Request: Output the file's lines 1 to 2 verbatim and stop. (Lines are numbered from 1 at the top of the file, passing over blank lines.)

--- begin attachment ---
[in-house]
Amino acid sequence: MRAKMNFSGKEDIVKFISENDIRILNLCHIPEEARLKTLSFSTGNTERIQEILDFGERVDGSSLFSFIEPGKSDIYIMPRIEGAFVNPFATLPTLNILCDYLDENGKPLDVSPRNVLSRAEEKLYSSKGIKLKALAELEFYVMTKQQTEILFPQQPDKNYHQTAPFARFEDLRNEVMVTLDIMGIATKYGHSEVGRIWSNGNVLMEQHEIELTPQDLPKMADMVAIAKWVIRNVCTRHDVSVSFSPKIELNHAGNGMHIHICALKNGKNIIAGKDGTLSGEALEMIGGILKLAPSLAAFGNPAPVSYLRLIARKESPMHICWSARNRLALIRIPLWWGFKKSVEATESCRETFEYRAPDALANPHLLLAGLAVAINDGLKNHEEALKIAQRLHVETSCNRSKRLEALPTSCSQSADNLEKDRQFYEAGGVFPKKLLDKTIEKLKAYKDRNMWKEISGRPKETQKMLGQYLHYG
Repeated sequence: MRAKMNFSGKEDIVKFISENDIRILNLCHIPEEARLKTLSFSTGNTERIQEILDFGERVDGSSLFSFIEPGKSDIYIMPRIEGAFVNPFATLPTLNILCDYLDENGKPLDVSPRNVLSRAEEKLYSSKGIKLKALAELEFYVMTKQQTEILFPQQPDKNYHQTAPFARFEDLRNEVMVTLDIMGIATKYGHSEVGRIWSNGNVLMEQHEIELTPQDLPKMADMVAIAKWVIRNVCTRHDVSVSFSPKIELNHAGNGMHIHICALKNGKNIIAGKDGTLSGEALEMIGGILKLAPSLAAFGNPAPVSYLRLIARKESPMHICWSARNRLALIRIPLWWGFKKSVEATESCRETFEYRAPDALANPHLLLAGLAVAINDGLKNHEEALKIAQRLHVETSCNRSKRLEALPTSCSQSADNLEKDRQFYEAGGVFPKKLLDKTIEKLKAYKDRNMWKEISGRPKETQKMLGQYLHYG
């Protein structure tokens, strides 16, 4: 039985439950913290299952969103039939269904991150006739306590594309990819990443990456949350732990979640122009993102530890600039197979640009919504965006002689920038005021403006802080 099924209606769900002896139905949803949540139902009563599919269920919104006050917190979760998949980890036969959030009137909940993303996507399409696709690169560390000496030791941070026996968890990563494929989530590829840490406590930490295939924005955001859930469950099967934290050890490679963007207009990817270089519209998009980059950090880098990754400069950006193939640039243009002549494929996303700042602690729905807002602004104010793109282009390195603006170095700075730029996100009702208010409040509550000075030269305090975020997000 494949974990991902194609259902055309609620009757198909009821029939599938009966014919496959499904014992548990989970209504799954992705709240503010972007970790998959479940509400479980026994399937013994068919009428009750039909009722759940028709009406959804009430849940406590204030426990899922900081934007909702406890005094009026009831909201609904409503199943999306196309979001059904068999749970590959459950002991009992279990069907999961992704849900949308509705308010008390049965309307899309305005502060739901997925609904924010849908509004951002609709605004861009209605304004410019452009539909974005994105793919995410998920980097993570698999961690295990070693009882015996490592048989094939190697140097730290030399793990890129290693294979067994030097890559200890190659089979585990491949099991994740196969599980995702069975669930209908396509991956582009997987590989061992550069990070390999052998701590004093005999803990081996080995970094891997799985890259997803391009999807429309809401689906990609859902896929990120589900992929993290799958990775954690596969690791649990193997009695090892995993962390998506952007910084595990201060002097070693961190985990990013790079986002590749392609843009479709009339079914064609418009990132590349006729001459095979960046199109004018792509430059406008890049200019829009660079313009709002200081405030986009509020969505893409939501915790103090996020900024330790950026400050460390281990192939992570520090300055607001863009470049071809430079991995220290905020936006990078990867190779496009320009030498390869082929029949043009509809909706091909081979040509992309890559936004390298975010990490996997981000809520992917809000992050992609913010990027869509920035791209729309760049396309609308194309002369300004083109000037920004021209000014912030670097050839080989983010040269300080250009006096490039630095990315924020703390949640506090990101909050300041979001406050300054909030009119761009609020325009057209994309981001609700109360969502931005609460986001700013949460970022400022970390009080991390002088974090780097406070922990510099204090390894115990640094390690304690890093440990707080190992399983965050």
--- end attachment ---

[in-house]
Amino acid sequence: MRAKMNFSGKEDIVKFISENDIRILNLCHIPEEARLKTLSFSTGNTERIQEILDFGERVDGSSLFSFIEPGKSDIYIMPRIEGAFVNPFATLPTLNILCDYLDENGKPLDVSPRNVLSRAEEKLYSSKGIKLKALAELEFYVMTKQQTEILFPQQPDKNYHQTAPFARFEDLRNEVMVTLDIMGIATKYGHSEVGRIWSNGNVLMEQHEIELTPQDLPKMADMVAIAKWVIRNVCTRHDVSVSFSPKIELNHAGNGMHIHICALKNGKNIIAGKDGTLSGEALEMIGGILKLAPSLAAFGNPAPVSYLRLIARKESPMHICWSARNRLALIRIPLWWGFKKSVEATESCRETFEYRAPDALANPHLLLAGLAVAINDGLKNHEEALKIAQRLHVETSCNRSKRLEALPTSCSQSADNLEKDRQFYEAGGVFPKKLLDKTIEKLKAYKDRNMWKEISGRPKETQKMLGQYLHYG